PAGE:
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Levan Fire (Utah) polygon Google Earth view, looking south.  The fire burned from west to east.  Google Earth's imagery has snow, which obviously wasn't there in July.


On July 24, 2014 at about 4 p.m. the Levan Fire ignited on the east side of Highway 28.  Driven by west winds, within hours the fire spread onto the Sanpitch Division of the Manti-La Sal National Forest and burned approximately 2500 acres.


The next day another 1700 acres burned, as the fire front moved east to the high ground overlooking Chicken Creek.  Then rainy weather moved in and both helped and hindered firefighting efforts.  Rain caused a landslide to dump boulders on the Chicken Creek Road east of the campground.


Planes (including a DC-10 and C-130) made fire-retardant drops on the first two days of the fire.  By July 28th, 20 hand crews, 10 engines, and 8 helicopters were assigned to the Levan Fire.  The cost to control this wildfire was nearly $3.5 million.


The final fire perimeter was approximately 4,343 acres.


Inciweb Levan Fire (News releases, photos and some maps)

National Interagency Fire Center (NIFC) FTP site (GIS and Infrared data and maps prepared by the Great Basin Incident Command Team 3)

Twitter (Photos, maps and commentary)



Posted by rwarnick@blm.gov_BLM_EGIS Aug 14, 2014


I just finished my second experience doing GIS for burned area emergency response (BAER).  The BAER team produces a 2500-8 burned area report, which has to be done in a short time frame after a wildfire is brought under control (usually two weeks or less).  The report recommends erosion control measures to mitigate runoff from burned areas.  A lot of remote sensing and GIS pieces have to come together quickly to meet the deadline.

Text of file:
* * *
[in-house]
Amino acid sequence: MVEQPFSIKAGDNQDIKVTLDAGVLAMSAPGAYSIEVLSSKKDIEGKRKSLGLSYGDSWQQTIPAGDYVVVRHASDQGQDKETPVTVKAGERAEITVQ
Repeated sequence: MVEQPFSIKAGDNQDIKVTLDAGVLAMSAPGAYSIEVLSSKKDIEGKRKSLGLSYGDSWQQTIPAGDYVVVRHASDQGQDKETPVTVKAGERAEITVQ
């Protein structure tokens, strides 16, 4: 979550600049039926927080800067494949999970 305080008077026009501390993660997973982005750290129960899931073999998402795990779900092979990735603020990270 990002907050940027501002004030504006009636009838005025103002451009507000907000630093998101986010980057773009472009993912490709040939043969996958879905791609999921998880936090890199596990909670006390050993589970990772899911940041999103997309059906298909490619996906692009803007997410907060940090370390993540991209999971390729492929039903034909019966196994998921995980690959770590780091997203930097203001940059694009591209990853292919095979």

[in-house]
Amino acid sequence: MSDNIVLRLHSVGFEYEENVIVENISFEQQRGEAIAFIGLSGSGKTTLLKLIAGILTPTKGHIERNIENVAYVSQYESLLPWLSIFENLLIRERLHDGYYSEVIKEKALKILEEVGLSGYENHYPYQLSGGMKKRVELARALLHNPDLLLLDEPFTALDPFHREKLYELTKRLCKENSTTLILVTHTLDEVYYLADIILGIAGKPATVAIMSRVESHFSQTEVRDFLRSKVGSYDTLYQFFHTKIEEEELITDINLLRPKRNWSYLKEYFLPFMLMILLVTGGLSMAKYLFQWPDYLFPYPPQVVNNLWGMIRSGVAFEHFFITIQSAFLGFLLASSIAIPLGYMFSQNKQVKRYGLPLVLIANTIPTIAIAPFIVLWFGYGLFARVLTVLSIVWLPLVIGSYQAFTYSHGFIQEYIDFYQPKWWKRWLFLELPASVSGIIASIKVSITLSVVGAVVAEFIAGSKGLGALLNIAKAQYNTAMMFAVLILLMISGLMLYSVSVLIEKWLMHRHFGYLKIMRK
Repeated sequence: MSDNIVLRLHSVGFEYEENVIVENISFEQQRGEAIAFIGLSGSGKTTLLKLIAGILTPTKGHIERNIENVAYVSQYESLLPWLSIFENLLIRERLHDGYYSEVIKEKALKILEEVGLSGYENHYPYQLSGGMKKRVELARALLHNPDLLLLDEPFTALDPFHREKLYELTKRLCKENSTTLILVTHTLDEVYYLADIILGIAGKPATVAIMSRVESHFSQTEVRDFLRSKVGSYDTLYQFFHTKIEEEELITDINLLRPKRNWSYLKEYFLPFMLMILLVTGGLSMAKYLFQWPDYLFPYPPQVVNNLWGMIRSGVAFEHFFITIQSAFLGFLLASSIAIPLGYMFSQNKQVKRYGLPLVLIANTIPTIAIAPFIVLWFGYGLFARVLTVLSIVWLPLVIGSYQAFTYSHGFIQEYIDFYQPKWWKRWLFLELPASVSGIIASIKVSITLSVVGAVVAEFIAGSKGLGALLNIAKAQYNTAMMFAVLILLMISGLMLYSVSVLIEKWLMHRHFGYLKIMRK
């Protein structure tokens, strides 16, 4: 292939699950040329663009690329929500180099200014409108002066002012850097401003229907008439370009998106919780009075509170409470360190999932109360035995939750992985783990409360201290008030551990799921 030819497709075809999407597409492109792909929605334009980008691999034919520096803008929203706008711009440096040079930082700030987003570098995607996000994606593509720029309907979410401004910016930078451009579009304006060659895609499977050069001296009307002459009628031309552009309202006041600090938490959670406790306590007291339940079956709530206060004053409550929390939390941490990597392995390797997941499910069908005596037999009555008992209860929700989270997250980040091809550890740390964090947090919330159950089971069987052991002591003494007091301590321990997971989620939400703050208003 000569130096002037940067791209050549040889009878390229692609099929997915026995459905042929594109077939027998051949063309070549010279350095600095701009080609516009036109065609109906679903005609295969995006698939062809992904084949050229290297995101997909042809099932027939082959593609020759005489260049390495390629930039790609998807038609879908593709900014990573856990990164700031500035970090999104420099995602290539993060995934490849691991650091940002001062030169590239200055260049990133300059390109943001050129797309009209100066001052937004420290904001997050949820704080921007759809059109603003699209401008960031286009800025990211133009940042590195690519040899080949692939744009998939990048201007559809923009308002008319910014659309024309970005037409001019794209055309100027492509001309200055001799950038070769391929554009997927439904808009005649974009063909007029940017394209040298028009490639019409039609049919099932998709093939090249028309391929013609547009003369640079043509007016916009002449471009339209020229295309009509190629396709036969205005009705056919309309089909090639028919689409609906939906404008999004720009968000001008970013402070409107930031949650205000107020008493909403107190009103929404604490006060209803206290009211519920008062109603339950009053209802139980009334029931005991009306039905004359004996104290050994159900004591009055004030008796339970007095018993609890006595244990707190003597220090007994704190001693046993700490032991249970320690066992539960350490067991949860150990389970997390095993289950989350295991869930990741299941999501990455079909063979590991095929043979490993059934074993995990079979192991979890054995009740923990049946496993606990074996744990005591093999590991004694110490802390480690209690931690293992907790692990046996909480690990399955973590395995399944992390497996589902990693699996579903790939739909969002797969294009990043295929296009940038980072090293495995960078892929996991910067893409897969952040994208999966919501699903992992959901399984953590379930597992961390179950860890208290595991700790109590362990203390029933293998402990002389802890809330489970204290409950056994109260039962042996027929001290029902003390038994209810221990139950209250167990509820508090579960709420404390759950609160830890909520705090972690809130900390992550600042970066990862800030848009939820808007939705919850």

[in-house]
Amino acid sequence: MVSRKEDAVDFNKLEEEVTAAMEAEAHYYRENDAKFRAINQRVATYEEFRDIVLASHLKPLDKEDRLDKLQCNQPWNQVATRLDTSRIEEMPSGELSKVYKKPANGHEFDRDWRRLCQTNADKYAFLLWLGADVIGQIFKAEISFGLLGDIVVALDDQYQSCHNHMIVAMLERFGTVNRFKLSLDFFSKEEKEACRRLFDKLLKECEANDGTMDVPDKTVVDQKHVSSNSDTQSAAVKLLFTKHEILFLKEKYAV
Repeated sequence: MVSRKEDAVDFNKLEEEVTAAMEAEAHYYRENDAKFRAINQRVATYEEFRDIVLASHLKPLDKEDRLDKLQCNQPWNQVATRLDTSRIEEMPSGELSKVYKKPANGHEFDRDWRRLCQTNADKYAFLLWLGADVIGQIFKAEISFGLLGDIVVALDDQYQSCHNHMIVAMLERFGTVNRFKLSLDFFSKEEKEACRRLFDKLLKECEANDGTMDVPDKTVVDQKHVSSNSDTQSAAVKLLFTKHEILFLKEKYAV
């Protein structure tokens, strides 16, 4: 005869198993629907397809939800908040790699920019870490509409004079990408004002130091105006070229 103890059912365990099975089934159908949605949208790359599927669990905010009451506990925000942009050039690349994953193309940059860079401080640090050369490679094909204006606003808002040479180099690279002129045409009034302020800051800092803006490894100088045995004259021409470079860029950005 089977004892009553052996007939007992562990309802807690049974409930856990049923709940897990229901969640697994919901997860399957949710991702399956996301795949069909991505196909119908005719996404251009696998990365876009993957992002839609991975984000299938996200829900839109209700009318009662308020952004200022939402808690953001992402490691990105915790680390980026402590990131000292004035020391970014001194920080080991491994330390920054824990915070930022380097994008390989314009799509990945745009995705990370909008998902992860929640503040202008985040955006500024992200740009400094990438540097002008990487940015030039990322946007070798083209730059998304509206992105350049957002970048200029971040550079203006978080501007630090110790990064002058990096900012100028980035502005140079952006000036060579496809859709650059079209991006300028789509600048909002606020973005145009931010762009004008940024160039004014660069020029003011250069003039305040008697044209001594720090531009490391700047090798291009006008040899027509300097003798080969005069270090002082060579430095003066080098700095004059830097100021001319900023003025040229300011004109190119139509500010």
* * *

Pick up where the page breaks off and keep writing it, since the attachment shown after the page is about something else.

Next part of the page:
The USDA Forest Service Remote Sensing Applications Center produces a Burned Area Reflectance Classification (BARC) for every major wildfire.  For the Levan Fire, the post-fire Landsat 8 acquisition was a bust due to clouds but we got an excellent EO-1 image two days later.  Then we added a few polygons from field observations using the ArcGIS “Update” tool. 


The BARC map is just the start.  We also have to map and measure the affected roads and trails, and all streams within the fire perimeter.  Our hydrologist and soil scientist need statistical breakdowns of burn severity classes by soil type, veg type, and land ownership.  They create micro-watershed boundaries for the fire area, and these have to be analyzed in GIS to get the acreage, min/max elevation (feet), stream channel length, and mean slope (%).


Our BAER team used the Erosion Risk Management Tool (ERMiT) model to generate predicted erosion with and without treatment.  To provide inputs for the model, I had to break down vegetation polygons by burn severity and calculate the mean slope and slope length.  This was difficult for the Levan Fire because of the diverse and fragmented pre-fire vegetation.


Long story, but I came out of this recent experience with the realization that I am still not well enough prepared to do GIS for BAER.  I’d like to hear from more experienced folks about how they do it.  Time-saving shortcuts are needed.  There may be tools I don’t know about.